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June 23 : 2015  
Editor's Notebook: How to Not Shoot Yourself
FIRST, direct the muzzle into a SAFE DIRECTION. This ballistic pad is a Safe Direction from Ravelin Group.

Remove the magazine – without futzing about with the trigger or moving the muzzle from the safe direction.

Lock the slide to the rear. You don't need to direct the muzzle into your forearm, nor into any unsafe direction. It covers the safe direction only.>

Check the chamber visually and physically. Feel for a case head.

Nope, you still needn't cover your hand while depressing the slide lock lever to remove the slide – in spite of what you may see on Youtube.
This could be a continuation in Claude Werner's "Avoiding Negative Outcomes" series. Another of the never-ending "shot himself while cleaning his pistol" stories came across the desk late recently. This prompted a contemporary of mine, not a particular fan of the Glock pistol, to engage in a completely justified rant about it being the carpenter, not the hammer, when a negative outcome arose.

It's been an FBI agent at a municipal range (otherwise it might never have to come light) drilling himself through the thigh when trying to disassemble the pistol. This time a municipal officer shot himself through the hand. I shouldn't have to say this, but body parts in front of gun muzzles is a no-no. Don't do it or it will suck to be you. With me so far?

Since the disastrous op-ed in the LA Times about Glock pistols being "unsafe" for police, they've released a follow-up on how bad the S&W M&P is for LA Sheriff. Both stories are crap, plain and simple. You want to dismount a striker fired pistol, say a Glock, for cleaning?

Here's a primer on the first stages of disassembly for maintenance. Follow along.

Direct the muzzle into a safe direction. A "safe direction" is one in which an unintended discharge will lead to minor property damage and no personal injury. (h/t: Manny Kapelsohn.) This does not include body parts – yours or those of others.

Remove the magazine. Stow it. Don't hold it, don't stick it in your mouth. Put it in a pocket, lay it on the work surface – whatever – just divest yourself of it for the moment.

Lock the slide to the rear. Note the grasping grooves at the rear of the slide. They're not near the muzzle. For some of us, that is a "clue."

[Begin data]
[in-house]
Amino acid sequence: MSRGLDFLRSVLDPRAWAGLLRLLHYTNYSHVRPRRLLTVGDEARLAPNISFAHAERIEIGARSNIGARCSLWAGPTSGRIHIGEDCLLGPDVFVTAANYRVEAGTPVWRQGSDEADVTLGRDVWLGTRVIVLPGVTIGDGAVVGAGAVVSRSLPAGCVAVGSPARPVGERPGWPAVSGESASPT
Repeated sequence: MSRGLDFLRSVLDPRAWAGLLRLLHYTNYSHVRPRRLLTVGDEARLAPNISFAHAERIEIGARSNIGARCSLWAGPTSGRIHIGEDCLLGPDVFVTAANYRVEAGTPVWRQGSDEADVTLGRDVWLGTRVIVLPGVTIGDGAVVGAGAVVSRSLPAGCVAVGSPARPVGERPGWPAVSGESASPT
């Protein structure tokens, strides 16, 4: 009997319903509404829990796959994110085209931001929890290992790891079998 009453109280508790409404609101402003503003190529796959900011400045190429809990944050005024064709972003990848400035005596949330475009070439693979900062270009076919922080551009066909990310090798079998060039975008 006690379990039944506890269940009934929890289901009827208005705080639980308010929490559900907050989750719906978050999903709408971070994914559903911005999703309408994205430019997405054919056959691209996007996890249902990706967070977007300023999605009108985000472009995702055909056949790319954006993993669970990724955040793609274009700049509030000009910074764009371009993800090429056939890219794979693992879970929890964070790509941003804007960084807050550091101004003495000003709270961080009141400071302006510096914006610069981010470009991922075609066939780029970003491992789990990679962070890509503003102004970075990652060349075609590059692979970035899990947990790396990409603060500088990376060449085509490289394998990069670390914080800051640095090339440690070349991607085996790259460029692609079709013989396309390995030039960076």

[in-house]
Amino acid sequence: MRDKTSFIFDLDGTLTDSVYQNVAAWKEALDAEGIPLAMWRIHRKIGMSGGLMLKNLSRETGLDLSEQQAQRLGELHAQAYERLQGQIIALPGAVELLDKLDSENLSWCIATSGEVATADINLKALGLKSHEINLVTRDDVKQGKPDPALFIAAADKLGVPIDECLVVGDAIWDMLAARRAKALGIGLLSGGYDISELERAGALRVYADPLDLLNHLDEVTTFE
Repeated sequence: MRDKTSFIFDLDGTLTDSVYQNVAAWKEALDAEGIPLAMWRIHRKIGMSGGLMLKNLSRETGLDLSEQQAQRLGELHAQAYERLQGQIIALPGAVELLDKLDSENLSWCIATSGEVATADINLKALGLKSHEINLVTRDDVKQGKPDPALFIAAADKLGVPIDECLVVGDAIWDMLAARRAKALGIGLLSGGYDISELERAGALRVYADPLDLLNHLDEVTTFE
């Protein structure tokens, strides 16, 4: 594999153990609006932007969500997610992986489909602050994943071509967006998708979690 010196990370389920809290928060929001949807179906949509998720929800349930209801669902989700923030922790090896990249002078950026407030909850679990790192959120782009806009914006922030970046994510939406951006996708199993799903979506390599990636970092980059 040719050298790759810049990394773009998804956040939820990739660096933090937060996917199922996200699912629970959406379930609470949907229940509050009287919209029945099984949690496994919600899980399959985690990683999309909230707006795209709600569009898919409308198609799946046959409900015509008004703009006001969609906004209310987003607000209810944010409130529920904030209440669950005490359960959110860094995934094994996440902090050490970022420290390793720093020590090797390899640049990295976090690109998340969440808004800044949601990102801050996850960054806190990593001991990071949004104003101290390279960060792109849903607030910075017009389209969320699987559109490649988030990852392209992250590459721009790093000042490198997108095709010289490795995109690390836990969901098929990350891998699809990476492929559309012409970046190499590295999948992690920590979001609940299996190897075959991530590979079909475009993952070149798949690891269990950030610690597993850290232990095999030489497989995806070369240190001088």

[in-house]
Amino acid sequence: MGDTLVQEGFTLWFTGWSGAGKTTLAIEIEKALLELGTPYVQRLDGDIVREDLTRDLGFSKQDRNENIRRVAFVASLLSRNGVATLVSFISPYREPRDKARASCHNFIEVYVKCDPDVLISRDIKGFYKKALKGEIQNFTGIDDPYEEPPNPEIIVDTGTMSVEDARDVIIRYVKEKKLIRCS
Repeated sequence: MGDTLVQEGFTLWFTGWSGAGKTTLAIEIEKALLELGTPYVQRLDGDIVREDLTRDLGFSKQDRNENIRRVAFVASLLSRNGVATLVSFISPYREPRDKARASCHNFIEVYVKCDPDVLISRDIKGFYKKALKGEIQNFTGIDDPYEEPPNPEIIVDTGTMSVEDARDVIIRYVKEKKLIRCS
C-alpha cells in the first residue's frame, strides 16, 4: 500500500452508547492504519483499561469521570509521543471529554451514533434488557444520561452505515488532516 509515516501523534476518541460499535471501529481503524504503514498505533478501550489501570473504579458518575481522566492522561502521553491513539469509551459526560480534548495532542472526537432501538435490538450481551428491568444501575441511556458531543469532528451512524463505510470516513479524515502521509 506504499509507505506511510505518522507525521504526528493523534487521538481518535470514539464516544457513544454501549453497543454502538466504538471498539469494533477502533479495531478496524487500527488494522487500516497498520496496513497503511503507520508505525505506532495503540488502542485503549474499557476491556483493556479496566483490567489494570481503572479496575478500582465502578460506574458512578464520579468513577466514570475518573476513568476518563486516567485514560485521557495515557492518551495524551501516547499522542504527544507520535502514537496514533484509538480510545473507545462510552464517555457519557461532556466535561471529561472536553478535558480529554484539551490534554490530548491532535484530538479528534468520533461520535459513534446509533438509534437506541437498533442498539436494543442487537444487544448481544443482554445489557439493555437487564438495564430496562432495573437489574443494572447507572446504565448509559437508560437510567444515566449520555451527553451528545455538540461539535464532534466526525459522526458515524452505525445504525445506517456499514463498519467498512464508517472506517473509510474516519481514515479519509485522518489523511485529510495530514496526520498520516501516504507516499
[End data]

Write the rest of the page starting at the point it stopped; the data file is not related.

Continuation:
The reason we reach in to touch the chamber is in the event of an extractor failure – there could still be a cartridge in there. Why isn't simply peering inside good enough? For many of us – potentially all of us – what we do has to be effective at 3 PM and at 3 AM. The barrel hood can cast shadow over the chamber mouth, block your vision. I've seen ammunition with a dark coating over the cartridge case, hampering the view. Check "by sight and by feel." Close the slide.

Then you can, ensuring the muzzle hasn't strayed from the safe direction you earlier identified, press the trigger. Our own Chuck Haggard makes it a "trigger control rep" by carefully sighting and pressing the trigger to give himself just "one-more" dry practice repetition. It's a thoughtfully considered move, not a throw-away. Always think before you press that trigger.

Keep your hands away from the muzzle while stripping the slide off. Yes, you pulled the magazine, locked the slide open, checked visually and physically – but you're on the winning side. Why fumble at the two-yard line?

No gun is more or less safe than any other. Early in my police career, NDs with double action revolvers were legion – even though they were less well reported than in this era of 24 hour newscycles. Those revolver accidents happened because nearly all cops carried DA revolvers. Most cops carry Glocks now – whether or not by their choice – and that's why you're seeing what you're seeing. A firearm is only as safe as the person handling it.

- Rich Grassi

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